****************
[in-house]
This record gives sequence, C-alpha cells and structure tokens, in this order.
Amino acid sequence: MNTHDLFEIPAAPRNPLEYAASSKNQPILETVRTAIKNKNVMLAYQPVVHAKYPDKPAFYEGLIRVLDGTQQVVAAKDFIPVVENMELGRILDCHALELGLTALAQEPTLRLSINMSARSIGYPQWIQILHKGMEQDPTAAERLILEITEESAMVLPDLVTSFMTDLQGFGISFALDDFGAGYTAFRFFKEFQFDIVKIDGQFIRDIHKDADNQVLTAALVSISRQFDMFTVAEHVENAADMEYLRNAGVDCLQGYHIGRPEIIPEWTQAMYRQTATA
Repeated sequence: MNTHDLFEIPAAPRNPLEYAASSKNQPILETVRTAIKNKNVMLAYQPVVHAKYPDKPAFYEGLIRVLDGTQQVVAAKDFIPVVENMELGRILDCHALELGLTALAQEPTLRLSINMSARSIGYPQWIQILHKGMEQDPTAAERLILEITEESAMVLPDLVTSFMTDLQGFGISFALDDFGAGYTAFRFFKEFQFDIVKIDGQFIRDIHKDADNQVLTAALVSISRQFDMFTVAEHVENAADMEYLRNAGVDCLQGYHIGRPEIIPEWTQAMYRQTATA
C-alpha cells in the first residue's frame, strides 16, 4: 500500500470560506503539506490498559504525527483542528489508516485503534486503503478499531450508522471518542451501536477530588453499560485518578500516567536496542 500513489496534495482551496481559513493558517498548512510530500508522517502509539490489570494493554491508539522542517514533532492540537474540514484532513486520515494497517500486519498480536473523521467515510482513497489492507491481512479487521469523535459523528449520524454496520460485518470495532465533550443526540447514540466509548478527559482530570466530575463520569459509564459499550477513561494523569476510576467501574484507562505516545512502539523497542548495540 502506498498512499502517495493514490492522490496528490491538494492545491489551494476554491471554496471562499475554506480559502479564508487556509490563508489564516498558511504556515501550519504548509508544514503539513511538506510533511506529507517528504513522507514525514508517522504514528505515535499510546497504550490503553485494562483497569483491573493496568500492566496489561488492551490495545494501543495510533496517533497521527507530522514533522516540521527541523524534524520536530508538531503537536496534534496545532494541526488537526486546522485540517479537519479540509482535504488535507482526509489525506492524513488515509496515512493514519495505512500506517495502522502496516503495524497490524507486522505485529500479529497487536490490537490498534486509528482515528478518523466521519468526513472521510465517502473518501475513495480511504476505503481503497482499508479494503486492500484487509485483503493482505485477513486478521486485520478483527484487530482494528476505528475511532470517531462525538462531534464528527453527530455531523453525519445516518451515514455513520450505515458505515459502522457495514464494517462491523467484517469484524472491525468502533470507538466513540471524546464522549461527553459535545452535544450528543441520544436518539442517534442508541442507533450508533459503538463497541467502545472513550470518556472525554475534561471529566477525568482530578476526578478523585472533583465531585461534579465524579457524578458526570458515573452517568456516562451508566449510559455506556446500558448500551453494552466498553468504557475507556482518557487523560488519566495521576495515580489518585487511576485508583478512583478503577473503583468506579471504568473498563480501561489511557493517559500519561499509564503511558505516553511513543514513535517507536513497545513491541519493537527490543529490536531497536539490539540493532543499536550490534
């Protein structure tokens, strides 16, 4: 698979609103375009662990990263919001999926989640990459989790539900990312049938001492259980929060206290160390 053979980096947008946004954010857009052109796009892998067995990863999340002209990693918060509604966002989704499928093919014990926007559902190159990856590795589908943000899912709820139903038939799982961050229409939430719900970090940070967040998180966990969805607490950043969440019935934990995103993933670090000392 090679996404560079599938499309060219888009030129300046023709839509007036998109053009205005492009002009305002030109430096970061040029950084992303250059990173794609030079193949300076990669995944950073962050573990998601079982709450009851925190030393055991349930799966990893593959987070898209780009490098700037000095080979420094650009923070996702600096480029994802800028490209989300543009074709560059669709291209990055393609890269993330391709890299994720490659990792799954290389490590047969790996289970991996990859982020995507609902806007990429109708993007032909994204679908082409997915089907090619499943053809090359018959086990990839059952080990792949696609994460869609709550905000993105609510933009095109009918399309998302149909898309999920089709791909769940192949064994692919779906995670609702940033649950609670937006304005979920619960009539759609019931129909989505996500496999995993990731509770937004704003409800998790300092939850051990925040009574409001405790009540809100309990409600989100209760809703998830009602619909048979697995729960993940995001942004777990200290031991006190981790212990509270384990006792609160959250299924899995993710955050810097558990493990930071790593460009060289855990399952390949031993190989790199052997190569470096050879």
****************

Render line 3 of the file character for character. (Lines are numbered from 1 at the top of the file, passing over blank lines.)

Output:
Amino acid sequence: MNTHDLFEIPAAPRNPLEYAASSKNQPILETVRTAIKNKNVMLAYQPVVHAKYPDKPAFYEGLIRVLDGTQQVVAAKDFIPVVENMELGRILDCHALELGLTALAQEPTLRLSINMSARSIGYPQWIQILHKGMEQDPTAAERLILEITEESAMVLPDLVTSFMTDLQGFGISFALDDFGAGYTAFRFFKEFQFDIVKIDGQFIRDIHKDADNQVLTAALVSISRQFDMFTVAEHVENAADMEYLRNAGVDCLQGYHIGRPEIIPEWTQAMYRQTATA